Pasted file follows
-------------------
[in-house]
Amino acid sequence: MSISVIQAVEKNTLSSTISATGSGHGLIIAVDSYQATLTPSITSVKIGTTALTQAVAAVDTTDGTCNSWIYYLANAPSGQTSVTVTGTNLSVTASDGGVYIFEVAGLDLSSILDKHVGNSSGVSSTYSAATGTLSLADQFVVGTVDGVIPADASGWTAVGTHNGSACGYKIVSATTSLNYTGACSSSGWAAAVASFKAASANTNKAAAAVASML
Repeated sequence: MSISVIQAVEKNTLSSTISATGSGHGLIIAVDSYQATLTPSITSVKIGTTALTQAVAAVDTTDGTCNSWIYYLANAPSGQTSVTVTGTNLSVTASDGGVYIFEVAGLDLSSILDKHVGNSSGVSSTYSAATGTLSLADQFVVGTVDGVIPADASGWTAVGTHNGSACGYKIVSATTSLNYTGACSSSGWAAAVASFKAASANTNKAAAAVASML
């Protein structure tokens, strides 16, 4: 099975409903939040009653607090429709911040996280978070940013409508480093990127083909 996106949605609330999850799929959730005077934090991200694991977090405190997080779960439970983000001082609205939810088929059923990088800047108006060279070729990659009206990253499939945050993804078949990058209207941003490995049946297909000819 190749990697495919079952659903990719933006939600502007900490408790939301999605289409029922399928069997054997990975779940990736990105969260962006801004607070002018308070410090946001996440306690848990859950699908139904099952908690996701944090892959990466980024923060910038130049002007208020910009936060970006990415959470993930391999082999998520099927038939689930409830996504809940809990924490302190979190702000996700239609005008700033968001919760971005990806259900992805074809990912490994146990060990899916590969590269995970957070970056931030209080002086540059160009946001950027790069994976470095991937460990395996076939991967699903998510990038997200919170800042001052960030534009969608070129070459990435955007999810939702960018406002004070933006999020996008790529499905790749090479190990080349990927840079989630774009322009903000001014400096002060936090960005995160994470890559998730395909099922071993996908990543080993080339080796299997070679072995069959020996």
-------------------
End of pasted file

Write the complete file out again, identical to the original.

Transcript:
[in-house]
Amino acid sequence: MSISVIQAVEKNTLSSTISATGSGHGLIIAVDSYQATLTPSITSVKIGTTALTQAVAAVDTTDGTCNSWIYYLANAPSGQTSVTVTGTNLSVTASDGGVYIFEVAGLDLSSILDKHVGNSSGVSSTYSAATGTLSLADQFVVGTVDGVIPADASGWTAVGTHNGSACGYKIVSATTSLNYTGACSSSGWAAAVASFKAASANTNKAAAAVASML
Repeated sequence: MSISVIQAVEKNTLSSTISATGSGHGLIIAVDSYQATLTPSITSVKIGTTALTQAVAAVDTTDGTCNSWIYYLANAPSGQTSVTVTGTNLSVTASDGGVYIFEVAGLDLSSILDKHVGNSSGVSSTYSAATGTLSLADQFVVGTVDGVIPADASGWTAVGTHNGSACGYKIVSATTSLNYTGACSSSGWAAAVASFKAASANTNKAAAAVASML
């Protein structure tokens, strides 16, 4: 099975409903939040009653607090429709911040996280978070940013409508480093990127083909 996106949605609330999850799929959730005077934090991200694991977090405190997080779960439970983000001082609205939810088929059923990088800047108006060279070729990659009206990253499939945050993804078949990058209207941003490995049946297909000819 190749990697495919079952659903990719933006939600502007900490408790939301999605289409029922399928069997054997990975779940990736990105969260962006801004607070002018308070410090946001996440306690848990859950699908139904099952908690996701944090892959990466980024923060910038130049002007208020910009936060970006990415959470993930391999082999998520099927038939689930409830996504809940809990924490302190979190702000996700239609005008700033968001919760971005990806259900992805074809990912490994146990060990899916590969590269995970957070970056931030209080002086540059160009946001950027790069994976470095991937460990395996076939991967699903998510990038997200919170800042001052960030534009969608070129070459990435955007999810939702960018406002004070933006999020996008790529499905790749090479190990080349990927840079989630774009322009903000001014400096002060936090960005995160994470890559998730395909099922071993996908990543080993080339080796299997070679072995069959020996």